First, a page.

SARTORIALLY, the United States Senate will never...


SARTORIALLY, the United States Senate will never be the same now that Colorado is represented by Ben Nighthorse Campbell, the first American Indian to serve in that august chamber since 1929.

Senator Campbell can be spotted among the pin stripes and blue worsteds on Capitol Hill by his invariable attire of western leather jacket, cowboy boots, silver bolo ties and belt buckles.

The latter two items are usually the handiwork of the senator himself, who is an accomplished jeweler.

"I've never believed in the melting-pot theory that you put a bunch of people together and all of a sudden they look alike and act alike," he told the Rocky Mountain News.

"I wasn't elected to become one of the Washington crowd. It's just not me."

As Senator Campbell shuttles between Capitol Hill and his 120-acre ranch on the Southern Ute Indian Reservation near Ignacio, Colo., he has found airplane travel somewhat ill-attuned to his wardrobe.

"A cowboy hat is too clumsy on a plane," he complained to the News. "You can't keep the thing on your lap when you're eating, and you can't put it on the floor. So you put it overhead, and somebody throws his suitcase on it."

He also wears open-collar neckerchiefs rather than his spectacular bolo ties because his silverwork will set off metal detectors -- a pain in the neck for someone getting on three

planes a day.

One Senate perk -- cheap haircuts -- has no interest to Ben Night-horse Campbell. He started letting his hair grow in 1965 and hasn't cut it since. No New York-style "little peewees" for him. The senator wears a real ponytail.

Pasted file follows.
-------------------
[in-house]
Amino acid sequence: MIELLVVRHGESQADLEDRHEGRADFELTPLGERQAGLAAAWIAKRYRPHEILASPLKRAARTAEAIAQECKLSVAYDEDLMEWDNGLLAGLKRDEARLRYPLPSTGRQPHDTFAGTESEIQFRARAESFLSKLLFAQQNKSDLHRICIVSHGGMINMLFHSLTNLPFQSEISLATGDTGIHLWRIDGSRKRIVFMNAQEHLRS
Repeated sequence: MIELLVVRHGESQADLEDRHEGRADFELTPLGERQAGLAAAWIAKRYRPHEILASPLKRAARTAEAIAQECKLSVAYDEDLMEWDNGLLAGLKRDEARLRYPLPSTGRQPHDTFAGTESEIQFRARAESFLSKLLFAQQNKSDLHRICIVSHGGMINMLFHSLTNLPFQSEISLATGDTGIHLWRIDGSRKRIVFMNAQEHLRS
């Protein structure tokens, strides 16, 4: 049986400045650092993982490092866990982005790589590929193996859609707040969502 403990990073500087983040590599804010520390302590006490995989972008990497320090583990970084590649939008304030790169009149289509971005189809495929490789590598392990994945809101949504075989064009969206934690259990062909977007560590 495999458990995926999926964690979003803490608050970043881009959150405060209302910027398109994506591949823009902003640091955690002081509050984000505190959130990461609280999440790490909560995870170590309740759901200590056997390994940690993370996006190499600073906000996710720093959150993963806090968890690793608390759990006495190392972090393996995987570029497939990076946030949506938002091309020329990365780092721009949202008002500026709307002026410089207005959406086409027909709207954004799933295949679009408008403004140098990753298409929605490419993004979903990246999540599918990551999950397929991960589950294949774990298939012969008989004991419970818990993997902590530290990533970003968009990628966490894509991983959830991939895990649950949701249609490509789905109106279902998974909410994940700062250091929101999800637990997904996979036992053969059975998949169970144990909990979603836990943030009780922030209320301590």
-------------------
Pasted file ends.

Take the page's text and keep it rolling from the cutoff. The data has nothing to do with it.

FROM A letter to the editor, published nearly four years ago:

"We just finished a visit to your city that started as an afternoon at the ball park, but unexpectedly became a month at the hospital. If our son's serious injuries -- suffered when he was hit by a car as we left the Orioles Opening Day game -- provided a terrible reason for an extended visit to Baltimore, the long stay gave our entire family the opportunity to discover a terrific city. . .

"For our other three children. . . Baltimore was a city for new adventures. The Children's Museum and the Aquarium were highlights. . . .

"The city of Baltimore opened its hearts to our family, and we want to say thank you to all those who reached out and stood with us. . .

"During our unexpected visit to Baltimore, we found a great city with wonderful people. Baltimore has a lot for which you can be very proud."

Clearly, Baltimore won a special place in the hearts of then-Sen. Al Gore and his wife Tipper during that trying April of 1989.

Now that he's vice president and she's Second Lady, will the Gores find new ways to show their affection for this city?

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